Just one of the hundreds of what an honest landlord has to go through. This was two sisters whom one had left her husband. They rented only three months. I had inquires at the time that would have taken a vacant appartment. But I had none. Well on the first I get a call from one of these looking for housing and I was a bit uneasy as I had already told this party that I had none at the time. Well someone is moving out he said. So I go over there. Here he was right! The party had everything out of the appartment! Being I had someone to rent this place right away I said to the tenants that if they clean the carpet I would return the security deposit. He turned to me and said to "stick it" ! I was not sure I heard him right so I asked again what he had said. He again told me to stick it! Well I had just put new carpet in this appartment just before they moved in and the reason I wanted it cleaned was that I got a call from some of the other tenants at the time asking me to tell these people to take their Garbage out to the dumpster instead of leaving it in the hall outside their door because it stunk so bad. (THis is an 8 plex) A week later I go by the window and see a pile of garbage bags 5 foot high in front of the window. ) This pile had actually rotted the new carpet. Well I replaced this carpet again Right away cause it was ruined! Six months later I get a letter from the State! This party said that I refused to give them their security deposit back! That they came home 3 different times and found me sitting in their appartment! Yeah right!!! That one was down the basement in the storage area and that 2 rats Followed her sister into the appartment!! This basement has 17 steps and they would have had to go up all these and turn 180 deg. corner and go completely to the other end of the building and into her appartment!! Well the State does not know better, so I get a letter from the Health department stating they were coming to inspect this rat infested place!! I had to take off work drive 17 miles home to take this inspector down the basement and show her that there was no sign of any rats in the place. (she had specific places to look and found no sign what so ever of any sort of rodents!! I realize times are tough now but for most people, but I still have a 1500 dollar payment to make each month weather or not I have any rentors at all!! The banks still want their money!! I try to be a good landlord but you still get took many times a year by those not so honest. I have had tenants stay 13 years and then all of a sudden turn on you "cause you have spent very little up here in this time) Well the place was just all redone with new appliances new flooring through out. THe walls are planeled so what is there to do? THey just all of a sudden realized they had paid 40000 to me in rent and could have bought a nice house at the time for that, you know? One thing that would help is that any inspector or anyone receiving a complaint should be required to first call the landlord and see if this party is current with the rent, because I have never in 35 years ever had a complaint filed by one that was current!! It is those that are looking for something for nothing that do the complaining thinking they can get free rent by complaining. This is just one of the things I have observed in the 35 years in the rental business.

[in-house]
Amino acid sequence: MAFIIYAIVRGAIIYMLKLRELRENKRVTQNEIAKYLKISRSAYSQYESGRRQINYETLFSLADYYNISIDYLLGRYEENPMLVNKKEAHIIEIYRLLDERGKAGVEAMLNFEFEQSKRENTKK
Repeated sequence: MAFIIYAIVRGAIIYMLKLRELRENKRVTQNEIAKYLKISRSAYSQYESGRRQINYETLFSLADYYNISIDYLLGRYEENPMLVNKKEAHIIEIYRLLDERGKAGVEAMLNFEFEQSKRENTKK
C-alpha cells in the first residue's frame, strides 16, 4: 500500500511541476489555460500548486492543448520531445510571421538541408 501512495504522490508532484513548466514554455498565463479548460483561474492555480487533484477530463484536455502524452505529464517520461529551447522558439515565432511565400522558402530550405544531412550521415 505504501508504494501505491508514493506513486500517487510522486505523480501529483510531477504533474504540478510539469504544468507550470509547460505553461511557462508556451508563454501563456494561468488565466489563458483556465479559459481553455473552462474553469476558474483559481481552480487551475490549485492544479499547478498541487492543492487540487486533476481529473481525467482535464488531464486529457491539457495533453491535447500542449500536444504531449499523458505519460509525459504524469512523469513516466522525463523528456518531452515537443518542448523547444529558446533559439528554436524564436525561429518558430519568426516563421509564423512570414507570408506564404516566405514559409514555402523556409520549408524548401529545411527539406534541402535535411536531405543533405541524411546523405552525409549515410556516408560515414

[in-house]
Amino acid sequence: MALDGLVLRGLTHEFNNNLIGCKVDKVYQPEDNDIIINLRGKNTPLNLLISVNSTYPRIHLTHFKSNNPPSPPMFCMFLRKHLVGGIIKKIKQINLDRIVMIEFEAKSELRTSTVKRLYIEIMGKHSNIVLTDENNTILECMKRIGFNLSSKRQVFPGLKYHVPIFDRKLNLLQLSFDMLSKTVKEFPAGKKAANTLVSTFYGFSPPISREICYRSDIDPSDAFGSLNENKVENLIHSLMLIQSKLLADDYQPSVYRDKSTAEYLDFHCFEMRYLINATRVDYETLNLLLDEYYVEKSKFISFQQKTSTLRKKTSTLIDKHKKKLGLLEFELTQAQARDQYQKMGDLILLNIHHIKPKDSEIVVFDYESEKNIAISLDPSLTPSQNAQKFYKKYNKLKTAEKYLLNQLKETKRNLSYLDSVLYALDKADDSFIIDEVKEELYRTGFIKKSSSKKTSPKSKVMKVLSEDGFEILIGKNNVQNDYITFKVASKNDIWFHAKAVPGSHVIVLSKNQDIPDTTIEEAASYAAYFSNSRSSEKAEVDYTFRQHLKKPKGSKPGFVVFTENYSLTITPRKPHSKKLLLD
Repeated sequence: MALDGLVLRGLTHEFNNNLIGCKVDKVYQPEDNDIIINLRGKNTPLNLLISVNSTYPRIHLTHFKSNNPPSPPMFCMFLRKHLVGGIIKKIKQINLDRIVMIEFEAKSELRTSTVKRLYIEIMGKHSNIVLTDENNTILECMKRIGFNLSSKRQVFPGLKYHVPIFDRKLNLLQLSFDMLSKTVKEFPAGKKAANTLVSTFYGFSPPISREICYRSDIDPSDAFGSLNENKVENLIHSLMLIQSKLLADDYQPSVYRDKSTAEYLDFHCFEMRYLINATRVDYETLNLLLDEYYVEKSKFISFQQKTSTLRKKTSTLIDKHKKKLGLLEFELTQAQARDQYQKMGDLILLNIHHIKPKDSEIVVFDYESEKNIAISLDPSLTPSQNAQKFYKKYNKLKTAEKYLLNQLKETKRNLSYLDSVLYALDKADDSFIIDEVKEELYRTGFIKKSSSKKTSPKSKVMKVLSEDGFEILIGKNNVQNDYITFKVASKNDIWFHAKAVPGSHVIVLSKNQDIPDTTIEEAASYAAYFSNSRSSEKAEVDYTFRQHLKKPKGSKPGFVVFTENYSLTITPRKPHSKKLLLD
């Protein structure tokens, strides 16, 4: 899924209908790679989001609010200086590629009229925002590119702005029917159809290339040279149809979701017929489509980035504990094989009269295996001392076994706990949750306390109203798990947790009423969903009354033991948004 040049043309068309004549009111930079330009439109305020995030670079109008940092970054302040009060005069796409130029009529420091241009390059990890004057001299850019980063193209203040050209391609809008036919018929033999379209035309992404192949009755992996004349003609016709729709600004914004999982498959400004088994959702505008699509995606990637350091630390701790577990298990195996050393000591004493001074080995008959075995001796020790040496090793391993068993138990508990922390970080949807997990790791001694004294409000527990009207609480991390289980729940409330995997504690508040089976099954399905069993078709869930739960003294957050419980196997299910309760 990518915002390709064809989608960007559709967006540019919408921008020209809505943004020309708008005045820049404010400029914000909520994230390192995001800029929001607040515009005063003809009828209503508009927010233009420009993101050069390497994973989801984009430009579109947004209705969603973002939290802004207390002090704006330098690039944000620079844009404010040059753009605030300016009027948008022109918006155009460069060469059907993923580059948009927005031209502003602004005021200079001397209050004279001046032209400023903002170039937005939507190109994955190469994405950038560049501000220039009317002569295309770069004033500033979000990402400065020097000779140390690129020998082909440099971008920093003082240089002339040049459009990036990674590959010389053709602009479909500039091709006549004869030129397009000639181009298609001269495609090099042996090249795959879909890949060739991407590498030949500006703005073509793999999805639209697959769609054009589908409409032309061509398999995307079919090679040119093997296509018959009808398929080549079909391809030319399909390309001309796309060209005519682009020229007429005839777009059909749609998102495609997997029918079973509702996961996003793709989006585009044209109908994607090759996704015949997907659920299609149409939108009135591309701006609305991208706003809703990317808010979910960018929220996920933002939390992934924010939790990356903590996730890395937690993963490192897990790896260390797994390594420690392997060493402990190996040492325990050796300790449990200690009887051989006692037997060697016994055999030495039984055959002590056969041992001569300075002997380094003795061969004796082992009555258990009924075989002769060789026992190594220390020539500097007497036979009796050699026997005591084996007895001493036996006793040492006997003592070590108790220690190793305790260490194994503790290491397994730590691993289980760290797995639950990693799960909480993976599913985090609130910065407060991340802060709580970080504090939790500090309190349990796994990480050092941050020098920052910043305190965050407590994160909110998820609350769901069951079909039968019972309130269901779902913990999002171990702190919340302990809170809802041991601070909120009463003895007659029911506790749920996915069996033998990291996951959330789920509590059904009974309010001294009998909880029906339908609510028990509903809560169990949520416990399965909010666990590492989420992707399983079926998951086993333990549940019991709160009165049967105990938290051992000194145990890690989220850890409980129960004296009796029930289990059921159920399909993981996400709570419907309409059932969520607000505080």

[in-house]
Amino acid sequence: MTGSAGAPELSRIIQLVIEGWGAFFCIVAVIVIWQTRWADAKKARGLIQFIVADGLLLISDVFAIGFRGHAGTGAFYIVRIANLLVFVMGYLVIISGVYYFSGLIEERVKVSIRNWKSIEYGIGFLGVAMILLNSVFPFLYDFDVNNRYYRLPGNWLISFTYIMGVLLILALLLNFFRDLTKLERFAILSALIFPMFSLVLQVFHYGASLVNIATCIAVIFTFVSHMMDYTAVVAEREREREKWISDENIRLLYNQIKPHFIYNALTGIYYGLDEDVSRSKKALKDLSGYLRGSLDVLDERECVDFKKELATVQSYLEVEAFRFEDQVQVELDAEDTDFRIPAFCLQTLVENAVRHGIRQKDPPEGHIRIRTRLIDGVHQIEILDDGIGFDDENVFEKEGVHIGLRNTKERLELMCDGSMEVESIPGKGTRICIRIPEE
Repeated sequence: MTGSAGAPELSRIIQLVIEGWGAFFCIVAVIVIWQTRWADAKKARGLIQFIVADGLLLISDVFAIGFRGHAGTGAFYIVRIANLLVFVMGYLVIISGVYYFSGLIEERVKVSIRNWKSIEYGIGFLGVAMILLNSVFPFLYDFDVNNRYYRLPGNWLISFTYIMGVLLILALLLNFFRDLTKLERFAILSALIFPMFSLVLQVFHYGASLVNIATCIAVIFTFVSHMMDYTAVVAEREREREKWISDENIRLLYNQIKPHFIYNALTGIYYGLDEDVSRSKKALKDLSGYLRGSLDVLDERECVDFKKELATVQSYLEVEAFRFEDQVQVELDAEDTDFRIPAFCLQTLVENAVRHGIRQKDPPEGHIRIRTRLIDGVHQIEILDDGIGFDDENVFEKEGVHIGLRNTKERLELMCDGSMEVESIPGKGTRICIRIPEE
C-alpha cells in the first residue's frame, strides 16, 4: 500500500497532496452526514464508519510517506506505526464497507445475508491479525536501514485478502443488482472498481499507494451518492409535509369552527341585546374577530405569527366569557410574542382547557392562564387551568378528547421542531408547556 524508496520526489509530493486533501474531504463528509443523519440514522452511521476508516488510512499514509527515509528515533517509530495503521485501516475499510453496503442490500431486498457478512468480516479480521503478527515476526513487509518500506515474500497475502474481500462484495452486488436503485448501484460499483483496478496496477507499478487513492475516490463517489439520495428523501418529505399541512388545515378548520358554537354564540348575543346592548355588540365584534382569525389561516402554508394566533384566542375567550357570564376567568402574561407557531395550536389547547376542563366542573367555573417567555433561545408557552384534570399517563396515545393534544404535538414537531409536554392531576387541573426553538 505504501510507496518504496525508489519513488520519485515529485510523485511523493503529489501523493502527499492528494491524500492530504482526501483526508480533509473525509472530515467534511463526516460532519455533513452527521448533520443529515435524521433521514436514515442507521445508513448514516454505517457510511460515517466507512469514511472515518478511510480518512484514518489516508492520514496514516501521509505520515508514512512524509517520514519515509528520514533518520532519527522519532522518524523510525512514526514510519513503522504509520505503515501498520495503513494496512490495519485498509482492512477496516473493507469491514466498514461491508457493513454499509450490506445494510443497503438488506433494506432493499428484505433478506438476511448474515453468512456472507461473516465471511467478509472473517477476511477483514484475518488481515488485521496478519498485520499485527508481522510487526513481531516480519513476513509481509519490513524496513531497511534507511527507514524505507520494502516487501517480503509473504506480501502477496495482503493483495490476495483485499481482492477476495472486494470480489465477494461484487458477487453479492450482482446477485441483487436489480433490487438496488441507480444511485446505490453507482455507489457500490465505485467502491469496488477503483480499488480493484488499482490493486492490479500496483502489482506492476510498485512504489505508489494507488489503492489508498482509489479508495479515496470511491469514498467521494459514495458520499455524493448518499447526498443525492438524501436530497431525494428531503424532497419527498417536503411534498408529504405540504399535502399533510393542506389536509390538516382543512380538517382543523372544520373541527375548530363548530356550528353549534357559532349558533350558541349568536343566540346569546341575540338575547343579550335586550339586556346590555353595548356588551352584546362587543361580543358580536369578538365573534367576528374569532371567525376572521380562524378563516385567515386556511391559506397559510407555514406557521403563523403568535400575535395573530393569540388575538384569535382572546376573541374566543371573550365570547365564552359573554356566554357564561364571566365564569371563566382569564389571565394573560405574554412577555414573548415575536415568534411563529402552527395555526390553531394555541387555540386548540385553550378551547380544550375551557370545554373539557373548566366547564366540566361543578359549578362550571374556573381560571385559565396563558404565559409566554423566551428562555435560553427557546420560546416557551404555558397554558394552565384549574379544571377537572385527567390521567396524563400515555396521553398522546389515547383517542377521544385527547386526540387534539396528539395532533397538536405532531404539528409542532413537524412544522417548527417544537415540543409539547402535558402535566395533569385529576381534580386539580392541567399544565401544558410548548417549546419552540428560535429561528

The simple fact of the matter is, eventually every decent tenant out there is probably going to be responsible enough to be able to move on to home ownership eventually if they want to do so. This is bad news for any decent landlord - so it is important to choose your battles wisely with the better tenants.